Buckley asserts that the NDBA is “a proxy trust operated on behalf of the Needles City Council, featuring the utilization of interlocking directors, exchange of funds and espionage by city staff. Ex-city councilmember Terry Campbell, for example, concurrently served as both vice mayor of Needles and vice president of the NDBA, an illegal trust. The NDBA was created and operated to restrict trade and is utilized as a gatekeeper to the market. When two or more parties are formed to restrict trade, you have an illegal anti-trust situation.”
The Sentinel has found that the California Secretary of State identifies Susan Alexis as the “agent of process” for the Needles Downtown Business Alliance active since February 15, 2007 with an address at 2420 Needles Highway which is the site of the Wagon Wheel Restaurant.
“Several years ago, Joe Jones and several west Needles petroleum distributors actually concocted a plan to se-cede from Needles and create the new incorporated city of West Needles, California,” Buckley told the Sentinel. “In 2013, when my family bought our home business, that plan was afloat. Joe told me that he would take his new chamber building and build it in West Needles.” Buckley said.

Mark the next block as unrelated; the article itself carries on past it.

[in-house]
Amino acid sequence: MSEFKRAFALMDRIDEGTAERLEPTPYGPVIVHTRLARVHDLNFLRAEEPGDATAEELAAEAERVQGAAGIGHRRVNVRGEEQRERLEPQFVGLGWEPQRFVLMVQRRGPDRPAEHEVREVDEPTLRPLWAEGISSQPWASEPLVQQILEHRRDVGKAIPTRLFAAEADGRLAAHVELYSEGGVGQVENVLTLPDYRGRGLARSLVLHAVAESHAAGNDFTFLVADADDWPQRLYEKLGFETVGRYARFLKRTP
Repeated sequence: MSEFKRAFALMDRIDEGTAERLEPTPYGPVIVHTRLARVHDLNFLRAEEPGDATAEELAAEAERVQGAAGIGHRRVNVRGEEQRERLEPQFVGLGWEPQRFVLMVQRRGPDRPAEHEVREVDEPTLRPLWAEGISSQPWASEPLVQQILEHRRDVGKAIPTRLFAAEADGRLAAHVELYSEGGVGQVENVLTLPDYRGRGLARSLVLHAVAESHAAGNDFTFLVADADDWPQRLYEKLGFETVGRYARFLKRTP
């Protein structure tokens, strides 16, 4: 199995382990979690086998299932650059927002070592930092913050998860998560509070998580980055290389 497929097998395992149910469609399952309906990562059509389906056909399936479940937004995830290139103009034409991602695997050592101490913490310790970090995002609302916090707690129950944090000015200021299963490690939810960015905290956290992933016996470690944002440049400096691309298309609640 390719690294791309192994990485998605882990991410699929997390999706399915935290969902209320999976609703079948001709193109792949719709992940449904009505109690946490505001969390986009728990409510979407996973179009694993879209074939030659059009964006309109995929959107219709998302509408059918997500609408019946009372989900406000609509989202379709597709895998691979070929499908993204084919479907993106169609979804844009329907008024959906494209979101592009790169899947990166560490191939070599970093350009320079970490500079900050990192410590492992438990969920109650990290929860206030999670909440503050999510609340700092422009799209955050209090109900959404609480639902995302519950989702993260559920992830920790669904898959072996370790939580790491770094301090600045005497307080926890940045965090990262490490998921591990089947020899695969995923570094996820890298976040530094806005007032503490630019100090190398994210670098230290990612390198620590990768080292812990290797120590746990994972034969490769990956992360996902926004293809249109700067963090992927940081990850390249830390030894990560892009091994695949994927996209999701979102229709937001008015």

“After looking at this for three years,” Buckley com-mented, “it appears that the Downtown Needles Business Alliance is actually a front for business owners on the west end of town at the West Broadway offramp. It is no wonder that the federally funded I-40 Interconnect project has been designed and redesigned so many times to the tune of five to seven million dollars, and now, depending upon how they time the light signals, they could actually direct traffic to the west end of town away from the downtown business district and defeat the entire purpose of the federal project which was to create a direct link from the I-40 to the bridge into Arizona.”